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Thank You Letter to Anti-Choice & Anti-Reform Friends

Posted by Thao Nguyen, Director of Outreach | Posted on: September 16, 2009 at 07:06 pm

by Thao Nguyen, Outreach Manager, 
National Women's Law Center 

Dear Anti-Choice & Anti-Reform Friends,

Can I begin by thanking you for so often being the same people? It makes it so much easier to not have to read twice the number of inflammatory blog posts and articles on the internet. You have so conveniently gone from one bad argument to another, melding the anti-reform and anti-choice messages so seamlessly into one incoherent mistruth – it’s just made it really easy for me to keep up by not expecting your claims to be based on any facts. This has been an amazing time saver allowing me to spend more time on taxing projects like watching the previous seasons of Mad Men so that I can understand the hype and outbid all my competitors on Ebay.

This brings me to my next point – thank you for providing shallow and outrageous arguments why women’s health should be undermined in the current health care legislation. Since polling shows that Americans want medical professionals, not politicians, to decide what should be part of a health benefits package, it did make me wonder – will this finally throw a wrench in their grand scheme of playing politics with women’s health?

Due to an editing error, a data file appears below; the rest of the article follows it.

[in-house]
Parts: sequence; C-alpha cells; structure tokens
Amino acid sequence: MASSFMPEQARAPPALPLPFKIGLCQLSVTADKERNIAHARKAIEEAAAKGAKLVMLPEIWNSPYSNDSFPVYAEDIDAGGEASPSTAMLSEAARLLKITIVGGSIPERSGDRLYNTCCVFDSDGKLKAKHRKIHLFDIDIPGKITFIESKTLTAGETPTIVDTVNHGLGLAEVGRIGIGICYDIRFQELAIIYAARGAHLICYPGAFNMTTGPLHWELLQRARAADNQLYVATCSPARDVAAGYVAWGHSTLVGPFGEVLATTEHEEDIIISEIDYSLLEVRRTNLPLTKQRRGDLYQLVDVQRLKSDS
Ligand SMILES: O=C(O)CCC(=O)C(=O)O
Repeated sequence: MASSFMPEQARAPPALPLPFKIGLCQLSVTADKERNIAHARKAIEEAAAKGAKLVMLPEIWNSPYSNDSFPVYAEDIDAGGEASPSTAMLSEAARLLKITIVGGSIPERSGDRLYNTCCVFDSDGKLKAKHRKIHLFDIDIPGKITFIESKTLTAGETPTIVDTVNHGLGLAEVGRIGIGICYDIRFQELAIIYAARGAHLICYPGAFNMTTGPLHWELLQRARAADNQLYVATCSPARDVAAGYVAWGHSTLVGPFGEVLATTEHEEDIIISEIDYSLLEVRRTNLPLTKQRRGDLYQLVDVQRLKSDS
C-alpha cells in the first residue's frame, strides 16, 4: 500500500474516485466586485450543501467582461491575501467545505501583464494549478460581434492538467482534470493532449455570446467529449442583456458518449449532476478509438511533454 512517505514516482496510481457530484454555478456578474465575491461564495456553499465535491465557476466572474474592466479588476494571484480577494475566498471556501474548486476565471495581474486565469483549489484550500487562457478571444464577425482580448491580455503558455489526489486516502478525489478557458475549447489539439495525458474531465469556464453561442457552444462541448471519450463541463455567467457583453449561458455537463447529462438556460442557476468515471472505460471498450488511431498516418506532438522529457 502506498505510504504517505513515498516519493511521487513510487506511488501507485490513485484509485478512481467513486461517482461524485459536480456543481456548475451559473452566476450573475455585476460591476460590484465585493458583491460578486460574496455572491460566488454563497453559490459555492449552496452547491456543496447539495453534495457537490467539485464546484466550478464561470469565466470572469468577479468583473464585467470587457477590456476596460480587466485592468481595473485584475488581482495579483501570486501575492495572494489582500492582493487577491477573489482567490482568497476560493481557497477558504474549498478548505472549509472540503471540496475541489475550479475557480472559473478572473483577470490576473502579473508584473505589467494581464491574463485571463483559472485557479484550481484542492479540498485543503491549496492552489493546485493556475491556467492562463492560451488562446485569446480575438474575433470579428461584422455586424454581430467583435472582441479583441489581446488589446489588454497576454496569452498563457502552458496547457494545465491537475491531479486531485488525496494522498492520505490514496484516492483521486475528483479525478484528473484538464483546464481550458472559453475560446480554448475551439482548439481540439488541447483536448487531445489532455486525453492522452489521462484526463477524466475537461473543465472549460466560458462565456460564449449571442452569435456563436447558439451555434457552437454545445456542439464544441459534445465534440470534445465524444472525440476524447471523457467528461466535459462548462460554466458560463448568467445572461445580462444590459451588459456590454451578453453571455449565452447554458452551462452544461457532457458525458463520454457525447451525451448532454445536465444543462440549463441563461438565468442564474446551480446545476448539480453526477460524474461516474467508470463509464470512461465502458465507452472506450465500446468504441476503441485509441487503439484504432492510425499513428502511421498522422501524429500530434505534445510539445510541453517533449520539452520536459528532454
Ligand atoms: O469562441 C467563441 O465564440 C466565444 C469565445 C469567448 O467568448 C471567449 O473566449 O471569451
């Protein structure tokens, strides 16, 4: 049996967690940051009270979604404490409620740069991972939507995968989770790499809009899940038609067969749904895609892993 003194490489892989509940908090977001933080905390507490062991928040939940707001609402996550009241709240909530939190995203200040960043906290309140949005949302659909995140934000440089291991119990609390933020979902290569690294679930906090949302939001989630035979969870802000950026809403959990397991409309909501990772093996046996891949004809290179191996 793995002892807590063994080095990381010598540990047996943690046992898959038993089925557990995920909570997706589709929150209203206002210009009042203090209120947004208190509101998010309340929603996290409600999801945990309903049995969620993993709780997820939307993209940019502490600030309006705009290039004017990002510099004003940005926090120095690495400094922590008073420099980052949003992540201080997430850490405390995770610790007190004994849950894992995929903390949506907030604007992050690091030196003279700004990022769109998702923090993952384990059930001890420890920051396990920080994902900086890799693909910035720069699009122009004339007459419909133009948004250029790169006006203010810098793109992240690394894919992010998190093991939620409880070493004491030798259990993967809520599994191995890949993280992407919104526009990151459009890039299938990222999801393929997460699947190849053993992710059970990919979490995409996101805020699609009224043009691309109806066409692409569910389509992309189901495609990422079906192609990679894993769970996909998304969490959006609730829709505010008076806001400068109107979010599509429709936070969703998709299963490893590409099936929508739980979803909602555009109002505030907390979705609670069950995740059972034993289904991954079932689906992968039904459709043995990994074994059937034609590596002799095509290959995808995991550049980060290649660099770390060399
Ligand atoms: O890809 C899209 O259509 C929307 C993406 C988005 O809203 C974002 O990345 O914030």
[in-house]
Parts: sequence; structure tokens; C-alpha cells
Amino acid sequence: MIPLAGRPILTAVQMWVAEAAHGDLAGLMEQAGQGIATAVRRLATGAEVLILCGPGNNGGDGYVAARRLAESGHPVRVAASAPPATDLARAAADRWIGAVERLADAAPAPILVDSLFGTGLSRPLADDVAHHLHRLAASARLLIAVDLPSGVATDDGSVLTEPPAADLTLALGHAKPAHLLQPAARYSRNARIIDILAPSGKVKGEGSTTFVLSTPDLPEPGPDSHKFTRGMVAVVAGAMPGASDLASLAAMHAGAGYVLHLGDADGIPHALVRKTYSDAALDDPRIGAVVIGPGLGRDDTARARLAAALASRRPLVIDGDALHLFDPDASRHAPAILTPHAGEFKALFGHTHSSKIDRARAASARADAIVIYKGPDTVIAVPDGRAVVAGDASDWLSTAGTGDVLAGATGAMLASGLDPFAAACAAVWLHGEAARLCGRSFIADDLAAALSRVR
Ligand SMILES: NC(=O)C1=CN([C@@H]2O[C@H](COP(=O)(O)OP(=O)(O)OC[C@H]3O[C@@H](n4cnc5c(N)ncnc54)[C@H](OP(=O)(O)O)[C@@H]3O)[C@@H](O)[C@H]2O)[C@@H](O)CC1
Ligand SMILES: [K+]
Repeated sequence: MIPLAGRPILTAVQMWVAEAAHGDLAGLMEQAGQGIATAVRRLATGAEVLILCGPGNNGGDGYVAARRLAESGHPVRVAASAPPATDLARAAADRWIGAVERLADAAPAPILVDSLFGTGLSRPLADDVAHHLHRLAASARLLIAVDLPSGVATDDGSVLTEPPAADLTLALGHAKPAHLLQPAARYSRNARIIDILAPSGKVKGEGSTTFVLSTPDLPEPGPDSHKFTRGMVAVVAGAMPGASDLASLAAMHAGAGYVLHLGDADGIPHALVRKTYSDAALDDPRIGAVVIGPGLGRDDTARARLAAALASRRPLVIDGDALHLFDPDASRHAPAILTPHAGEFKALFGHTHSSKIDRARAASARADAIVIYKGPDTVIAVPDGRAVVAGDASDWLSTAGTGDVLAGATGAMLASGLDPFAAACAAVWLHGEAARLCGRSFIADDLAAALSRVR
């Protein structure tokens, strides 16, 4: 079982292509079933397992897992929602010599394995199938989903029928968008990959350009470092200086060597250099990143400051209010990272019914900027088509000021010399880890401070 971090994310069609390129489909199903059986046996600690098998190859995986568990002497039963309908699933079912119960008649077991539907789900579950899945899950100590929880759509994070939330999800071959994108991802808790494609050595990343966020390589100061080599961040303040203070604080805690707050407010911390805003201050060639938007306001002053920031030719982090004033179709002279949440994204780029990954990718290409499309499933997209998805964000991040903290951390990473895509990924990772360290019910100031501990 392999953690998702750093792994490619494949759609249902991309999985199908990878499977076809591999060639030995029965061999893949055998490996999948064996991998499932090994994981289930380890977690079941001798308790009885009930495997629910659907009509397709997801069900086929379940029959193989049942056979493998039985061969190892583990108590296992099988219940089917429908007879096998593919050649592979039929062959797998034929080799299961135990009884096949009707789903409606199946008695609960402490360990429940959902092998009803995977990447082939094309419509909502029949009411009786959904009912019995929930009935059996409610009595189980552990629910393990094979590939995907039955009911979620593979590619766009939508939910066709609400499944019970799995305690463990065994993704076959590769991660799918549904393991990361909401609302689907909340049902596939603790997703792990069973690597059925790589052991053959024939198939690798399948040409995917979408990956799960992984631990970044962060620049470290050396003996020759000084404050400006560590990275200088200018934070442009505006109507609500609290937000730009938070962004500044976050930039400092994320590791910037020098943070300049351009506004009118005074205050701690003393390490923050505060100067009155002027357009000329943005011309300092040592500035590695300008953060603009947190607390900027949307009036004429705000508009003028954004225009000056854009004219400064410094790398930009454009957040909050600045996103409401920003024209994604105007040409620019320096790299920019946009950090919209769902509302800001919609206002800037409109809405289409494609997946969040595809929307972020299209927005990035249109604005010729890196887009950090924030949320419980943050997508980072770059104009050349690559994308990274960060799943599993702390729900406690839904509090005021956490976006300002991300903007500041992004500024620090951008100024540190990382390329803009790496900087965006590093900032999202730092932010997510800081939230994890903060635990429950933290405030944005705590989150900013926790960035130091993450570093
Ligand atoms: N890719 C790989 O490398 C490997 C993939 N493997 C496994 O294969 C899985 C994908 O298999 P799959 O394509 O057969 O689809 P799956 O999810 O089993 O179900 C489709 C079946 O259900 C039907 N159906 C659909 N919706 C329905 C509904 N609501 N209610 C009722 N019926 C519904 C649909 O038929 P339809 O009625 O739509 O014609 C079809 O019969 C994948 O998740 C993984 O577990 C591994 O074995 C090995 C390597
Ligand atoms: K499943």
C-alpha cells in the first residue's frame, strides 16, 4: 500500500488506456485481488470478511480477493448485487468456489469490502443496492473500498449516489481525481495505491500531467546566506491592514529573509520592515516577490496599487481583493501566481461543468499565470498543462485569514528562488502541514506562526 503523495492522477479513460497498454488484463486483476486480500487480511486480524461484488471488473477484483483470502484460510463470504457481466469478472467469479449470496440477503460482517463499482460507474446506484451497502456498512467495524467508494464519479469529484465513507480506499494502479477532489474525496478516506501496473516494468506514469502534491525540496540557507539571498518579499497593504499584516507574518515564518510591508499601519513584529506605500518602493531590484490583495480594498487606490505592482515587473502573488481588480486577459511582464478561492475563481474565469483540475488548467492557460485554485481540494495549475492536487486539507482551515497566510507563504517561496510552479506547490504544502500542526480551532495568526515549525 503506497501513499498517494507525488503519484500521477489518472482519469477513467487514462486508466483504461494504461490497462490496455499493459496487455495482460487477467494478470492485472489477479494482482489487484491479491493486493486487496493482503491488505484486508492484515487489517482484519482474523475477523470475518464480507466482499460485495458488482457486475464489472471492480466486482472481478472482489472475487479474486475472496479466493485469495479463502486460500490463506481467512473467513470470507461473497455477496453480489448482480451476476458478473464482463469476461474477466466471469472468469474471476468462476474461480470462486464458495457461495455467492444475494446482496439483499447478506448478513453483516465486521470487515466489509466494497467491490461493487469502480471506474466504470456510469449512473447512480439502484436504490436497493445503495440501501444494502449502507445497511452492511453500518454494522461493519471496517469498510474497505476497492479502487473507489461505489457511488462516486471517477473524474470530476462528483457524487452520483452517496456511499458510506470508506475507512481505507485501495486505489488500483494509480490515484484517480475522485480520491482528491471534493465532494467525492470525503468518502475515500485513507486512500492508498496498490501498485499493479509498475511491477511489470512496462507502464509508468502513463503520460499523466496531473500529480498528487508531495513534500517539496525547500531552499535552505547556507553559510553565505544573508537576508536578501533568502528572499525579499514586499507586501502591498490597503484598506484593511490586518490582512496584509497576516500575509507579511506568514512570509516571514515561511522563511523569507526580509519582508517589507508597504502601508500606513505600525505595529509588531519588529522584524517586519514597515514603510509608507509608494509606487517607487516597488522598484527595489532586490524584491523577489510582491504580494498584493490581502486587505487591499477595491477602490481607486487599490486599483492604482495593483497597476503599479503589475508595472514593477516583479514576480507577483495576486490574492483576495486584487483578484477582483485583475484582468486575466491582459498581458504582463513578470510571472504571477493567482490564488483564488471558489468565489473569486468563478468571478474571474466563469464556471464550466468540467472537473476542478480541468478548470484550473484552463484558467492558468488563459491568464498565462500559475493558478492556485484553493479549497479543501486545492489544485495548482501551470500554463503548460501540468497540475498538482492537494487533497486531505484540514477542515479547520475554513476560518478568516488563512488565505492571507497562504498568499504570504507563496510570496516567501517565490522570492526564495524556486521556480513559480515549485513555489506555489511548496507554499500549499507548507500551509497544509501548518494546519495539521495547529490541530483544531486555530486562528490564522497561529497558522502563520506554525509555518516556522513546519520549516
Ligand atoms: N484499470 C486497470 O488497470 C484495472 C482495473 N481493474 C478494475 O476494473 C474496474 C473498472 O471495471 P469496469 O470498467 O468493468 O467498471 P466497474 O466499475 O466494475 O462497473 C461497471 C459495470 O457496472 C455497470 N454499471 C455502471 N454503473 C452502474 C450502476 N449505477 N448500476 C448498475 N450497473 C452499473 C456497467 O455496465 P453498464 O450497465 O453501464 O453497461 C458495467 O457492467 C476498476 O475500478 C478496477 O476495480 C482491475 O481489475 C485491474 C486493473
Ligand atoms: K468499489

Of course you didn’t disappoint. Amidst all your abortion talk, it’s funny that you never remember to mention the fact that the Energy and Commerce bill includes an amendment that would bar the use of federal funds to pay for abortions. The Senate Finance Committee mark that was released today has a similar provision.

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Abortion at Risk in Health Care Reform

Posted by Judy Waxman, Vice President for Health and Reproductive Rights | Posted on: September 16, 2009 at 05:11 pm

by Judy Waxman, Vice President for Health and Reproductive Rights, 
National Women's Law Center 

Your action is needed immediately. Senators may be negotiating away insurance coverage for abortion services as we speak.

There is no time to delay. Call and e-mail your Senators and the White House right now.

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NWLC in the News

Posted by Mary Robbins, Program Associate | Posted on: September 16, 2009 at 04:31 pm

by Mary Robbins, Program Associate, 
National Women's Law Center

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Vote Tomorrow on Early Learning Challenge Fund

Posted by Helen Blank, Director of Child Care and Early Learning | Posted on: September 16, 2009 at 12:23 pm

by Helen Blank, Director of Leadership and Public Policy,
National Women’s Law Center 

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Health Care Reform Has a Woman's Face

Posted by Jenifer Rajkumar, Fellow | Posted on: September 15, 2009 at 08:38 pm

by Jenifer Rajkumar, Fellow, 
National Women's Law Center